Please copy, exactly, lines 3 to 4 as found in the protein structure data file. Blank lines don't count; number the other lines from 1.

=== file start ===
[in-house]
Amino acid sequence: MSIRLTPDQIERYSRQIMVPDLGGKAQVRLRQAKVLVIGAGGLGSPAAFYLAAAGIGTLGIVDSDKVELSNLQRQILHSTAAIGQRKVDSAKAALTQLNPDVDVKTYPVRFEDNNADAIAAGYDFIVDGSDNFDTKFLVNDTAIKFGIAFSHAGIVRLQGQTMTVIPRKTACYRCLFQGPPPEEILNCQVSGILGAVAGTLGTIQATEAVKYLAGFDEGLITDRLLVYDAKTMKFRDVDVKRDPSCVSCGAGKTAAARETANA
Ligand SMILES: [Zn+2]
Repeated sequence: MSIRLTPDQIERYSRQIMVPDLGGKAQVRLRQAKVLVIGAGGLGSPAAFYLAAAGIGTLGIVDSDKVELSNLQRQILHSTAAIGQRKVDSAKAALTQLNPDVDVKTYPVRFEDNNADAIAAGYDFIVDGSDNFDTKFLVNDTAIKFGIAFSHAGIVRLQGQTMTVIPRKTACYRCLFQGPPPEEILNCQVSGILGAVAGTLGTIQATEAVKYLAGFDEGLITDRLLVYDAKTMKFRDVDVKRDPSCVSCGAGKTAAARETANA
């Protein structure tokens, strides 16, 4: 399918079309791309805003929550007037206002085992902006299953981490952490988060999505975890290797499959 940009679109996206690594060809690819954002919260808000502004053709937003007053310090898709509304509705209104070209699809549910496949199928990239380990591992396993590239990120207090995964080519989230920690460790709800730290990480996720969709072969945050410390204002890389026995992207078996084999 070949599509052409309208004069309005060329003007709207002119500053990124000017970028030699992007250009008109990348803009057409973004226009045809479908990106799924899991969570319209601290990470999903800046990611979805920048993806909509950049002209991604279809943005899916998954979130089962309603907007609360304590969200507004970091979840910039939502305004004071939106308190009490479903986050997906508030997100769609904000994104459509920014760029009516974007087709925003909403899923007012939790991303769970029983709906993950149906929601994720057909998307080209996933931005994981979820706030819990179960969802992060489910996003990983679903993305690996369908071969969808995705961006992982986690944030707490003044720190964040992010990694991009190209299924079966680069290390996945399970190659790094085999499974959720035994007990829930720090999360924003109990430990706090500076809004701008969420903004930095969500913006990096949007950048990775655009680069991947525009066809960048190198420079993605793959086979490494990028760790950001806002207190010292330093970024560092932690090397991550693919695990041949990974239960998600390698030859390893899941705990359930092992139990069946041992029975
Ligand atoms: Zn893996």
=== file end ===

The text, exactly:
Ligand SMILES: [Zn+2]
Repeated sequence: MSIRLTPDQIERYSRQIMVPDLGGKAQVRLRQAKVLVIGAGGLGSPAAFYLAAAGIGTLGIVDSDKVELSNLQRQILHSTAAIGQRKVDSAKAALTQLNPDVDVKTYPVRFEDNNADAIAAGYDFIVDGSDNFDTKFLVNDTAIKFGIAFSHAGIVRLQGQTMTVIPRKTACYRCLFQGPPPEEILNCQVSGILGAVAGTLGTIQATEAVKYLAGFDEGLITDRLLVYDAKTMKFRDVDVKRDPSCVSCGAGKTAAARETANA